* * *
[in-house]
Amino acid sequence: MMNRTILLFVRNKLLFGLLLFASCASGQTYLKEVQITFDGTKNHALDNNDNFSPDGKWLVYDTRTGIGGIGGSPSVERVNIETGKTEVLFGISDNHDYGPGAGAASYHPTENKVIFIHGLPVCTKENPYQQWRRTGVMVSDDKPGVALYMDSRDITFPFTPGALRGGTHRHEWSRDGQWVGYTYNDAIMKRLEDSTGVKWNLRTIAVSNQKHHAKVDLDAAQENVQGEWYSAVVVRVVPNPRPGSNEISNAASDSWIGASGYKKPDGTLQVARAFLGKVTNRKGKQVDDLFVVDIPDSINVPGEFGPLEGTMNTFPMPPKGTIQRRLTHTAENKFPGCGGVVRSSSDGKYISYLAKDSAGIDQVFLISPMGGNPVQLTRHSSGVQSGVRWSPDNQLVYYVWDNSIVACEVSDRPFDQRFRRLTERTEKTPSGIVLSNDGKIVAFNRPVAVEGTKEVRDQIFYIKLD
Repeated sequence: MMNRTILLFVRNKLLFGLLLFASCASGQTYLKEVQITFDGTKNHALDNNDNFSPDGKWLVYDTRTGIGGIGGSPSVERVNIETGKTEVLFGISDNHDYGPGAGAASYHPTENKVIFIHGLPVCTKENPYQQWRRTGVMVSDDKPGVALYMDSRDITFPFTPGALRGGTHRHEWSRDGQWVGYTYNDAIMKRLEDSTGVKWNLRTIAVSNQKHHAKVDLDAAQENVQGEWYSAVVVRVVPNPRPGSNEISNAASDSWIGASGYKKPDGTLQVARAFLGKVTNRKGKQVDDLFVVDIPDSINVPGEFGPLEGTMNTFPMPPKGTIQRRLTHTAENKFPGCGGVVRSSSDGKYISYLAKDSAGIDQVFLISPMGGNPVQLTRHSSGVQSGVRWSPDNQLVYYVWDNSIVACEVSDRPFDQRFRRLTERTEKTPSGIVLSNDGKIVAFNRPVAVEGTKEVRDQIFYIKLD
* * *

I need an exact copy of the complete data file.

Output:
[in-house]
Amino acid sequence: MMNRTILLFVRNKLLFGLLLFASCASGQTYLKEVQITFDGTKNHALDNNDNFSPDGKWLVYDTRTGIGGIGGSPSVERVNIETGKTEVLFGISDNHDYGPGAGAASYHPTENKVIFIHGLPVCTKENPYQQWRRTGVMVSDDKPGVALYMDSRDITFPFTPGALRGGTHRHEWSRDGQWVGYTYNDAIMKRLEDSTGVKWNLRTIAVSNQKHHAKVDLDAAQENVQGEWYSAVVVRVVPNPRPGSNEISNAASDSWIGASGYKKPDGTLQVARAFLGKVTNRKGKQVDDLFVVDIPDSINVPGEFGPLEGTMNTFPMPPKGTIQRRLTHTAENKFPGCGGVVRSSSDGKYISYLAKDSAGIDQVFLISPMGGNPVQLTRHSSGVQSGVRWSPDNQLVYYVWDNSIVACEVSDRPFDQRFRRLTERTEKTPSGIVLSNDGKIVAFNRPVAVEGTKEVRDQIFYIKLD
Repeated sequence: MMNRTILLFVRNKLLFGLLLFASCASGQTYLKEVQITFDGTKNHALDNNDNFSPDGKWLVYDTRTGIGGIGGSPSVERVNIETGKTEVLFGISDNHDYGPGAGAASYHPTENKVIFIHGLPVCTKENPYQQWRRTGVMVSDDKPGVALYMDSRDITFPFTPGALRGGTHRHEWSRDGQWVGYTYNDAIMKRLEDSTGVKWNLRTIAVSNQKHHAKVDLDAAQENVQGEWYSAVVVRVVPNPRPGSNEISNAASDSWIGASGYKKPDGTLQVARAFLGKVTNRKGKQVDDLFVVDIPDSINVPGEFGPLEGTMNTFPMPPKGTIQRRLTHTAENKFPGCGGVVRSSSDGKYISYLAKDSAGIDQVFLISPMGGNPVQLTRHSSGVQSGVRWSPDNQLVYYVWDNSIVACEVSDRPFDQRFRRLTERTEKTPSGIVLSNDGKIVAFNRPVAVEGTKEVRDQIFYIKLD